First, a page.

Lifesaving Naloxone kits free for opioid users
By Sue Tiffin
Published Sept. 5, 2017
This summer, Naloxone saved at least one life in Haliburton County.
Haliburton County paramedics treated a patient in the throes of an opioid overdose on scene with the emergency remedy, which local police and emergency responders have on hand and have been trained to use.
Free Naloxone kits, and training to use them, are also available in Haliburton County to people who use opioids as well as their family and friends. Aug. 31 marked International Overdose Awareness
Day, and the local health unit wants residents to know about the risk of opioids, and the availability of the kits to opioid users and their family and friends that might help save lives.
“We encourage people to take advantage of the Naloxone kits, while learning what they can do to prevent needless opioid overdoses and deaths,” said Denise Smith, substance misuse prevention and harm reduction co-ordinator, of the Haliburton, Kawartha, Pine Ridge District Health Unit.
Haliburton County has the second highest rate of prescribing opioids – powerful, prescription painkillers – in the province among those accessing the Ontario drug benefit program, according to a study released last year by the Ontario Drug Policy Research Network.
Examples of opioids – found in both illegal and prescription drugs – include heroin, fentanyl, morphine, oxycodone (OxyContin), methadone, hydrocodone (Vicodin), codeine, and other prescription pain medications.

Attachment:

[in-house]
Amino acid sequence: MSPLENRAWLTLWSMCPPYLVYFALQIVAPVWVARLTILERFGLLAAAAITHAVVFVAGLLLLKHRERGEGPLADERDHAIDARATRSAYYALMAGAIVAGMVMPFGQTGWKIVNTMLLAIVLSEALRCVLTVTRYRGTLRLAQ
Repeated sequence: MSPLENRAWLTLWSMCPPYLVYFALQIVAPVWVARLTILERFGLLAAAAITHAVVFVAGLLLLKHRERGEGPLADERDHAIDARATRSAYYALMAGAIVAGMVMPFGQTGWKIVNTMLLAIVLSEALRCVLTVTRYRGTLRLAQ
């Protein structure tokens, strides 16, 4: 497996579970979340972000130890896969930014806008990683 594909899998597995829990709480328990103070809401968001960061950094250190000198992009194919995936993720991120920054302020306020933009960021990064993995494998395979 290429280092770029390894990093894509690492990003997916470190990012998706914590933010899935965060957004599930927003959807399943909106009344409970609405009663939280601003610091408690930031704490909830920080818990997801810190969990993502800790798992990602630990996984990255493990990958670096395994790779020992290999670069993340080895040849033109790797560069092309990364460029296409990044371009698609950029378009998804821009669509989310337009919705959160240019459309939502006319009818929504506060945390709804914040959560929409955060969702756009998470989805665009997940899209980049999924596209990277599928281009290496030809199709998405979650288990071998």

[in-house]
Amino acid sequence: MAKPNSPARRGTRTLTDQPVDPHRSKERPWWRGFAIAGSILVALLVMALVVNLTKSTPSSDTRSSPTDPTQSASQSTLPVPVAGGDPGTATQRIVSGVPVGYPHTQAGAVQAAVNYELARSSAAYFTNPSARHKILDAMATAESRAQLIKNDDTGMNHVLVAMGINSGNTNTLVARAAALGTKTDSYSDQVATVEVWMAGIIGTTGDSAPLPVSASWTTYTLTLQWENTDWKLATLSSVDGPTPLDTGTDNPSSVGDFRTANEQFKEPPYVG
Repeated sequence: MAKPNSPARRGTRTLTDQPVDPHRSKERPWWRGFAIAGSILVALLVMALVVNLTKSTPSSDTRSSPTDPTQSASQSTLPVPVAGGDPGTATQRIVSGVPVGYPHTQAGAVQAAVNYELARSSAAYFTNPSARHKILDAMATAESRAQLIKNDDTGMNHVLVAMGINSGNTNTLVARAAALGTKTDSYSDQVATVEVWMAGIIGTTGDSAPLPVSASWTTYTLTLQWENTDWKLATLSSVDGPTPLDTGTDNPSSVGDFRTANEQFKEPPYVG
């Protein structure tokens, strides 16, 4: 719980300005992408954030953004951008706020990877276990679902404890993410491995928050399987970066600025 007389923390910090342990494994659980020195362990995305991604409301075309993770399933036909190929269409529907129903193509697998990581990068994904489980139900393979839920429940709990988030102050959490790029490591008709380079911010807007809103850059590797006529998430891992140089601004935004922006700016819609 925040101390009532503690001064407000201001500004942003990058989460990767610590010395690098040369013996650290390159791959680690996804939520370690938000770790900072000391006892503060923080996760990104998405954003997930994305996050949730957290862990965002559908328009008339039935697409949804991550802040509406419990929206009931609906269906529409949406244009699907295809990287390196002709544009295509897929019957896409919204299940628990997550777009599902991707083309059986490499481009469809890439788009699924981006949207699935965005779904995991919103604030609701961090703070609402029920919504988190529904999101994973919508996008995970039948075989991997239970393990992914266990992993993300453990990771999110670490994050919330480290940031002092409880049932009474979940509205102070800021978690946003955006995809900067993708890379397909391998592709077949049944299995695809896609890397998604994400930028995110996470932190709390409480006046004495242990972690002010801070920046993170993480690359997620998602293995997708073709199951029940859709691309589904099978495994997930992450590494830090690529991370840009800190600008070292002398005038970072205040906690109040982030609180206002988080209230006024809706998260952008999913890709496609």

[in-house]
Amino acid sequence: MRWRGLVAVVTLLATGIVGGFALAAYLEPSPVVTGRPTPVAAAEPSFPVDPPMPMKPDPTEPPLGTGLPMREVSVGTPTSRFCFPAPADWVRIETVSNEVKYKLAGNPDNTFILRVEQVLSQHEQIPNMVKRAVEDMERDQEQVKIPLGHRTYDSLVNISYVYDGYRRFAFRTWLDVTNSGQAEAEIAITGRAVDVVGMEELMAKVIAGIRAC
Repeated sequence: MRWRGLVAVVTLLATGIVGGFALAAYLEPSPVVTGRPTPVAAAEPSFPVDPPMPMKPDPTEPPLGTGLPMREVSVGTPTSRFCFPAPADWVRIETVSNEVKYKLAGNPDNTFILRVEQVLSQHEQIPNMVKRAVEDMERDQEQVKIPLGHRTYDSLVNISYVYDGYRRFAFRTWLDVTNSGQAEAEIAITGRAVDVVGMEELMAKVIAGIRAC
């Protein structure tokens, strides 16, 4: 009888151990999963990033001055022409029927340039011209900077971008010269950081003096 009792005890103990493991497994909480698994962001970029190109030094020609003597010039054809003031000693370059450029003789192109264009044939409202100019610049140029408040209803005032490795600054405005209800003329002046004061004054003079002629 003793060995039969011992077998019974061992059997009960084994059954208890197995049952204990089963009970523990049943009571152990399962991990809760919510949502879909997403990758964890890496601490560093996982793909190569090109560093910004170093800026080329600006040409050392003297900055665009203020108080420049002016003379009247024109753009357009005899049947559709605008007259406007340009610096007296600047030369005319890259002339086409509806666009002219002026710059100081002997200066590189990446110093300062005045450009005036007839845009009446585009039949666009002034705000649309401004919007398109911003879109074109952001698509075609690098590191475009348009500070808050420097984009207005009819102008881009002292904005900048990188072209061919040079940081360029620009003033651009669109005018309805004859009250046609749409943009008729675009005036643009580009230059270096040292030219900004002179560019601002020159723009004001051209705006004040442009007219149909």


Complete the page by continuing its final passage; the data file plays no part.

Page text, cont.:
High rates of prescription are a precursor to the opioid crisis, creating more potential for misuse, according to Smith.
“We’re not immune to the risks of opioids and other drugs, as local police are seeing bootleg fentanyl turning up in illicit drugs seized [in the Haliburton, Kawartha, Pine Ridge district],” said Smith. “But with greater community awareness and action, we can save lives by helping reduce opioid overdoses.”
Smith noted that the fentanyl is mostly being used in the production of heroin, and there has not been evidence of it in marijuana.
According to an Ontario Provincial Police press release in June, Health Canada determined fentanyl was present in 114 OPP seizures in 2016 from mainly rural communities.
Officers across the province are being trained on the use of Naloxone in cases of opioid overdose.
Symptoms of opioid overdose include slowed or stopped breathing, slowed heart rate and blood pressure, reduced body temperature and unresponsiveness.
Naloxone is an opioid antagonist that can reverse an opioid overdose for up to an hour, giving overdose victims more time to seek treatment at a hospital.
Naloxone kits are available through health unit offices in Port Hope and Lindsay, but not at the Haliburton location. People in Haliburton County who use opioids are able to access Naloxone kits through a delivery service by calling the health unit at 1-866-888-4577 or PARN at 1-800-361-2895. Free kits are also available through participating pharmacies including Rexall, Shopper’s Drug Mart and Highland Pharmacy in Haliburton.
Naloxone does not work for overdoses that are not caused by opioids.
People in need of treatment for drug use are urged to contact Fourcast Addiction Services at 1-800-461-1909 or via www.fourcast.ca.